How Much Hemp Was Grown In America In 2017?



Republished with permission from Weed News; Read the original article HERE.

Hemp was once a very big part of America’s agricultural industry. Unfortunately that all changed with prohibition being enacted in the 1930s. For a brief time exceptions were made during World War 2, but for the most part hemp cultivation was completely prohibited in the United States for several decades. That all changed in 2014 when a provision of federal farming legislation allowed exceptions for hemp farmers in certain states. Hemp cultivation in America has been increasing ever since, with this year’s American hemp harvest being the biggest in a long, long time. Below is a press release issued by Vote Hemp which details the new era of hemp cultivation in America, along with some statistics from this year’s hemp season:

Vote Hemp, the nation’s leading grassroots hemp advocacy organization working to change state and federal laws to allow commercial hemp farming, has released its 2017 U.S. Hemp Crop Report. The report documents state-by-state progress of hemp legislation passed in 2017, reported acreage of hemp grown, identifies states with active hemp pilot farming programs and advocacy work the organization has lead over the past year. To view the complete Vote Hemp 2017 States Report, please visit:

“We’ve seen hemp cultivation significantly expand in the U.S. in 2017, with over double the number of acres planted in hemp compared to last year and the addition of 4 more states with hemp pilot programs,” said Eric Steenstra, President of Vote Hemp. “The majority of states have implemented hemp farming laws, in clear support of this crop and its role in diversifying and making more sustainable our agricultural economy. It’s imperative that we pass the Industrial Hemp Farming Act in Congress, so that we can grant farmers full federally legal rights to commercially cultivate hemp to supply the growing global market for hemp products.”

Since the passage of Section 7606 of the Farm Bill, “Legitimacy of Industrial Hemp Research,” hemp cultivation in the U.S. has grown rapidly. The number of acres of hemp grown across 19 states totaled 23,343 in 2017, more than double the number of acres from the previous year. State licenses to cultivate hemp were issued to 1,424 farmers; and 32 universities conducted research on the crop. Despite this progress, hemp farmers face logistical and legislative hurdles that yet hinder the full scale commercial cultivation of hemp to supply American consumers: farmers rely on imported certified hemp seed from countries such as Canada and Italy; the DEA has obstructed interstate commerce of U.S. grown and manufactured hempseed oil and protein powder. And though H.R. 3530 The Industrial Hemp Farming Act has been introduced in Congress, farming of the crop remains prohibited at the federal level.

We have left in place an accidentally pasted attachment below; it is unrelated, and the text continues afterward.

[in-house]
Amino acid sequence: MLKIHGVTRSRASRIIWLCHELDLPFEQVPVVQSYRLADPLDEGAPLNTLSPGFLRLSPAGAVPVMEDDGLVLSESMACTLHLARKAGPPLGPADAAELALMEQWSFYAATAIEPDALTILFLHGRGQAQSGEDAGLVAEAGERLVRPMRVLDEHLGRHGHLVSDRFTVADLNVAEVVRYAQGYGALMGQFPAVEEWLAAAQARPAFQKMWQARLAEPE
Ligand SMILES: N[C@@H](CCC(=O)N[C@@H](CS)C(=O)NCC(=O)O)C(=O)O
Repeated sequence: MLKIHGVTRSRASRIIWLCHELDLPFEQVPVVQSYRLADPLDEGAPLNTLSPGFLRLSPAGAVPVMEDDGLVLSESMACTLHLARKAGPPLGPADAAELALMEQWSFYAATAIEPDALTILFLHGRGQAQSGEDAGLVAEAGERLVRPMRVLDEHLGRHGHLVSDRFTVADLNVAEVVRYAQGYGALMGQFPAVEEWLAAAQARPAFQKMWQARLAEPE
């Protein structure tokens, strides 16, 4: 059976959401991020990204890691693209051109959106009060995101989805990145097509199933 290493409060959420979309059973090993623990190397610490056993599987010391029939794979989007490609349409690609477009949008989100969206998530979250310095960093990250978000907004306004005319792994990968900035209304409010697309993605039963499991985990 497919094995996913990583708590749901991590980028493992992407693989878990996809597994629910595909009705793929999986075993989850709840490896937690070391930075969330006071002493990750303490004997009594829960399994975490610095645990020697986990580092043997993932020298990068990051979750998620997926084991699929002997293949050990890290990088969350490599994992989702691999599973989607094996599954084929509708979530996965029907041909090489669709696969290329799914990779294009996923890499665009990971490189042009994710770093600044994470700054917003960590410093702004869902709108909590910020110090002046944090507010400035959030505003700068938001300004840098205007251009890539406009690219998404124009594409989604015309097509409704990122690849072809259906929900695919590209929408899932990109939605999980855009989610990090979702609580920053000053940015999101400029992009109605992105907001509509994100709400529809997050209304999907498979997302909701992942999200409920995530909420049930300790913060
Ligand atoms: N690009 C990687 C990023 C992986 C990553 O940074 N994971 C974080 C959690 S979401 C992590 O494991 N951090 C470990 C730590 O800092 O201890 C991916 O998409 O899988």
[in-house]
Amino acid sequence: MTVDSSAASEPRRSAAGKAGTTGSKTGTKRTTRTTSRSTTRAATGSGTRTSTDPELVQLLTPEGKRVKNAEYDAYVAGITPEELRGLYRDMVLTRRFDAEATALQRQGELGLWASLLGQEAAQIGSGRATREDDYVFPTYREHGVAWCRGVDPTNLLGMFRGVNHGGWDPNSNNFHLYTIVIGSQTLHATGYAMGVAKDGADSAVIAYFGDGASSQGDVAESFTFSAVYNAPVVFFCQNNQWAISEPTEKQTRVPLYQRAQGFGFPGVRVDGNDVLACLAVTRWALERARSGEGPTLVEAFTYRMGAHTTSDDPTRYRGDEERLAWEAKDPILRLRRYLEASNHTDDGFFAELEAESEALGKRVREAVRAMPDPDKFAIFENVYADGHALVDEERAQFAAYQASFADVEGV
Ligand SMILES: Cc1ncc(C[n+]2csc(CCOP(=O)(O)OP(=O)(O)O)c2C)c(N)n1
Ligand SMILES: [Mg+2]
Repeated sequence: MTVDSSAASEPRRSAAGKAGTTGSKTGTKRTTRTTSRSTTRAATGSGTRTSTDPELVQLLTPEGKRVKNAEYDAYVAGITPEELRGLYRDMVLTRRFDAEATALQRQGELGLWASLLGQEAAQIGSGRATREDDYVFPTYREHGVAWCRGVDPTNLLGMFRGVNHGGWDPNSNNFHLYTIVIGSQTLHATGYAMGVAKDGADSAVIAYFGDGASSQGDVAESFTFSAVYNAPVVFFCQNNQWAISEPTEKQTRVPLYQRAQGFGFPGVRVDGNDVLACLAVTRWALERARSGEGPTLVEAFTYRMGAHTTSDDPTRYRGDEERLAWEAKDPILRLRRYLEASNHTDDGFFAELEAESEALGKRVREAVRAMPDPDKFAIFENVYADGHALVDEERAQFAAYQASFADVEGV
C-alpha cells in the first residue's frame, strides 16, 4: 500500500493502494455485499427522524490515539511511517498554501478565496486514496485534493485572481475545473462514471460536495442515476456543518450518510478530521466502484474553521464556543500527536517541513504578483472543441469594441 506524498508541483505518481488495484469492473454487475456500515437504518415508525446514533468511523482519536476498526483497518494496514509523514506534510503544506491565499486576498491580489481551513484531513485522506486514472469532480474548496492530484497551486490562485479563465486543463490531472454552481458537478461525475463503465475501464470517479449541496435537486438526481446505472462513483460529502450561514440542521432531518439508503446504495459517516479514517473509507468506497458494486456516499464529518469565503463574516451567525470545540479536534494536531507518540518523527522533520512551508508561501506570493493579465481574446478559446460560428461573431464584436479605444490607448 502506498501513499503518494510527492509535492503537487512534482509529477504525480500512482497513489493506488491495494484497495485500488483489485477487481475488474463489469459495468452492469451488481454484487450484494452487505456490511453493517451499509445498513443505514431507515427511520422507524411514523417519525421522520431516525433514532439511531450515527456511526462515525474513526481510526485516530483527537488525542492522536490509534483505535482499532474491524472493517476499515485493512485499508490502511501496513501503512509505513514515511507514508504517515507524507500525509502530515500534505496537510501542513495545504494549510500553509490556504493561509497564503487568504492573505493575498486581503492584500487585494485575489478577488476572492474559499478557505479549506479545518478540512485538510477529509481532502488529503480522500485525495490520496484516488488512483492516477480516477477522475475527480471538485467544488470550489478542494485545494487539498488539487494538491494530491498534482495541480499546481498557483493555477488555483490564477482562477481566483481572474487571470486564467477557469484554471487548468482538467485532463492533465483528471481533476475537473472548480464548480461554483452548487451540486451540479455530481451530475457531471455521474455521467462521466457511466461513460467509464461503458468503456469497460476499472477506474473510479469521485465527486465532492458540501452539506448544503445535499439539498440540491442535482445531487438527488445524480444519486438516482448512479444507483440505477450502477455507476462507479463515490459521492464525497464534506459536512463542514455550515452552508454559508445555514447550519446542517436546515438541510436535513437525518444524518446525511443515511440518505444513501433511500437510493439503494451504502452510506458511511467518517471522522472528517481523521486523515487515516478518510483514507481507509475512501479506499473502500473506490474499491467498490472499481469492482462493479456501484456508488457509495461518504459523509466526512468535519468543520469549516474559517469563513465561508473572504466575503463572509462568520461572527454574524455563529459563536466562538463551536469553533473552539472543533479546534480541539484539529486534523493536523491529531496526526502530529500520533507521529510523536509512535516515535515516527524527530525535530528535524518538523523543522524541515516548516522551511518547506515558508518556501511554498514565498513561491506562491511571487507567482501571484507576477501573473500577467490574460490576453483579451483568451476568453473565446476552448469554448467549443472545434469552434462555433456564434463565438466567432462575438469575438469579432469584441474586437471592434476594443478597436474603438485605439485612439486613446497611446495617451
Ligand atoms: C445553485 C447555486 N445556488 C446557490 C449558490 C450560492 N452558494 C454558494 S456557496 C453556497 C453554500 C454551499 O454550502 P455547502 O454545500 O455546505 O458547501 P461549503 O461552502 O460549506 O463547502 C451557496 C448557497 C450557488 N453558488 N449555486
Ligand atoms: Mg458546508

Among the fastest-growing categories in the natural foods industry, hemp seed is a rich source of Omega-3 and Omega-6 essential fatty acids (EFAs), providing both SDA and GLA, highly-digestible protein, and naturally-occurring vitamins and minerals, such as vitamin E and iron. An excellent source of dietary fiber, hemp seed is also a complete protein—meaning it contains all ten essential amino acids, with no enzyme inhibitors, making it more digestible by the human body. Advancements in hemp research and manufacturing demonstrate the remarkable versatility and product-potential for hemp. Hemp bast fiber has shown promising potential to replace graphene in supercapacitor batteries, which could then be used to power electric cars and handheld electric devices and tools. Hemp fiber can also be used to create environmentally friendly composites, and hard bio-plastics for use in everything from airplanes to car parts. Hemp houses are also on the rise, as hempcrete, which is energy-efficient, non-toxic, resistant to mold, insects and fire, has many advantages to synthetic building materials, lumber and concrete.

To date, thirty-three states have defined industrial hemp as distinct and removed barriers to its production. These states are able to take immediate advantage of the industrial hemp research and pilot program provision, Section 7606 of the Farm Bill: Alabama, Arkansas, California, Colorado, Connecticut, Delaware, Florida, Hawaii, Illinois, Indiana, Kentucky, Maine, Maryland, Michigan, Minnesota, Montana, Nebraska, Nevada, New Hampshire, New York, North Carolina, North Dakota, Oregon, Pennsylvania, Rhode Island, South Carolina, Tennessee, Utah, Vermont, Virginia, Washington, West Virginia and Wyoming.

Vote Hemp is a national, single-issue, non-profit organization dedicated to the acceptance of and a free market for low-THC industrial hemp and to changes in current law to allow U.S. farmers to once again grow the agricultural crop. More information about hemp legislation and the crop’s many uses may be found at Video footage of hemp farming in other countries is available upon request by contacting Lauren Stansbury at 402-540-1208 or

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  1. “These states are able to take immediate advantage of the industrial hemp research and pilot program provision” Actually, here in Florida a comitte has made some rules making it next to impossible for farmers to start growing even though the bill was passed into “law” in June. Nice to see the other states being more advantageous though:)


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